Iraqi women
The proposed bill denies basic human rights to Iraqi women and girls. Reuters

A proposed new law in Iraq could make it legal for girls as young as eight to be married.

The highly contentious bill also stipulates that married women would have to submit to sex with their husband on his every request and that a man can have sex with his wife without her consent.

The measure would restrict women from leaving the house without their husband's permission; limit their rights to parental custody after divorce, and allow men to have multiple wives.

The proposed legislation allows men to divorce children as young as eight-years-old. Critics claim the suggested minimum age for divorce was added to legitimise marriages to very young girls.

Under current law, the legal age for marriage in Iraq is 18, or 15 with a guardian's approval.

Known as the Jaafari Personal Status Law, the proposed measures are designed to create different laws for Iraq's majority Shiite population.

Baghdad-based analyst Hadi Jalo has suggested the forthcoming elections have motivated the new proposal, which is said to be a priority for Prime Minister Nouri al-Maliki, who aspires to a third term of office.

"Some influential Shiite politicians have the impression that they should do their best to make any achievement that would end the injustice that had been done against the Shiites in the past."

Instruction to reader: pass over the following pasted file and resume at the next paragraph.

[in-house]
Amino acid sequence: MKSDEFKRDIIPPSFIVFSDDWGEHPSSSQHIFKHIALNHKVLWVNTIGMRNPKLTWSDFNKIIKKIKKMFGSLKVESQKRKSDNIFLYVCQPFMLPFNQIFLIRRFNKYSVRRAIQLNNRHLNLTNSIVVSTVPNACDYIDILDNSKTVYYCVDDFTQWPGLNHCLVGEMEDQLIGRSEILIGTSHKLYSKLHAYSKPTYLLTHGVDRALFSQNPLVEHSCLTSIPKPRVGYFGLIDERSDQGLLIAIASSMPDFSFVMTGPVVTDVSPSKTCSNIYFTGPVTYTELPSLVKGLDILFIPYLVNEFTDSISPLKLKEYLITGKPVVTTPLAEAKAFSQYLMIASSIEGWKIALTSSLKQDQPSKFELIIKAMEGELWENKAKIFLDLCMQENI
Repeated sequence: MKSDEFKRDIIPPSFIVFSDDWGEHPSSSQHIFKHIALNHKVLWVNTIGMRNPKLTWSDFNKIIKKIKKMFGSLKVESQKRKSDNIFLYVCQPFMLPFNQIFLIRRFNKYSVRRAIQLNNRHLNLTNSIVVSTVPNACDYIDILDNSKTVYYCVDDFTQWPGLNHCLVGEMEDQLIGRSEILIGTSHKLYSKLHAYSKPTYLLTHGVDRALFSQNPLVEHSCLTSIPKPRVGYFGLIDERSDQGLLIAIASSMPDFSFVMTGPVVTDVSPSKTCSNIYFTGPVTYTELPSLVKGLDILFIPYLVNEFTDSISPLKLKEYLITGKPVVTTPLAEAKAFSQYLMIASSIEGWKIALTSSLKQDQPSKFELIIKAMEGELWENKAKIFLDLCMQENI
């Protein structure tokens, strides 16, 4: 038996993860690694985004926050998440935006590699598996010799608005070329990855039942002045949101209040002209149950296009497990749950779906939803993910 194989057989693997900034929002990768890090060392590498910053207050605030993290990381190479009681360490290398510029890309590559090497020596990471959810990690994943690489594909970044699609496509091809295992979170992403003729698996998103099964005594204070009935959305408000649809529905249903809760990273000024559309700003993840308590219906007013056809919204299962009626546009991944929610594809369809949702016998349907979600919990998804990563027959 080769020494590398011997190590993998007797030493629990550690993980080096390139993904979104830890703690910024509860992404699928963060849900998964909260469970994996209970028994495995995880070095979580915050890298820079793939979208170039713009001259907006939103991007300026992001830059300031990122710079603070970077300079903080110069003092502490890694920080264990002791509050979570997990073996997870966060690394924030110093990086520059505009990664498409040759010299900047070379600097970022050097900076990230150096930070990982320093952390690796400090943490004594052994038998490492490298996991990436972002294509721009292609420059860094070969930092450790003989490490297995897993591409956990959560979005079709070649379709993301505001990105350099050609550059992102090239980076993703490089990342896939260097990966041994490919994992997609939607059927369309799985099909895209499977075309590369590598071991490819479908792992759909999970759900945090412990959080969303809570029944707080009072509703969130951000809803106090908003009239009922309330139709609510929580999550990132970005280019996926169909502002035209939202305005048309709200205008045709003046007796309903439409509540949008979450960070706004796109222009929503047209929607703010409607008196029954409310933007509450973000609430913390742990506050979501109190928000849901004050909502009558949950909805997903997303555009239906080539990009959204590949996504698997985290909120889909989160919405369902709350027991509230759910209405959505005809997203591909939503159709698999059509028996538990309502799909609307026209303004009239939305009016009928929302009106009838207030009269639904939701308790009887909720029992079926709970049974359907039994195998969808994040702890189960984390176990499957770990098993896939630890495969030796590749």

The controversial proposals, contravening the fundamental human rights of women and children, have provoked outrage from activists in Iraq and around the world.

Iraqi human rights activist Hana Adwar said: "That law represents a crime against humanity and childhood. Married underage girls are subjected to physical and psychological suffering."

Sunni lawmaker Likaa Wardi added that the archaic legislation would create further divisions in the country, which has seen some of the worst sectarian bloodshed since the U.S.led invasion in 2003.

Iraq woman
The current legal age for marriage for Iraqi women is 18. Reuters

"The Jaffari law will pave the way to the establishments of courts for Shiites only, and this will force others sects to form their own courts. This move will widen the rift among the Iraqi people," said Wardi.

New York-based Human Rights Watch also condemned the proposed legislation.

Joe Stork, the organisation's Middle East director, said: "Passage of the Jaafari law would be a disastrous and discriminatory step backward for Iraq's women and girls. This personal status law would only entrench Iraq's divisions while the government claims to support equal rights for all."

Iraqi Justice Minister Hassan al-Shimmari, a Shiite, who has also lobbied for a separate Shiite court, has dismissed criticism of the bill, claiming that it designed to end injustices faced by Iraqi women and that it could help prevent illicit child marriage outside established legal systems.

"By introducing this draft law, we want to limit or prevent such practices," al-Shimmari said.

Last year, Iraq's Justice Ministry presented the draft measure to the Cabinet, which approved it in February, despite strong opposition from human rights campaigners.

The bill must be ratified in Parliament before it becomes law, which is unlikely to happen before the elections scheduled for April 30.

Government statistics show that nearly 25 percent of marriages in Iraq, in 2011, involved someone under the age of 18.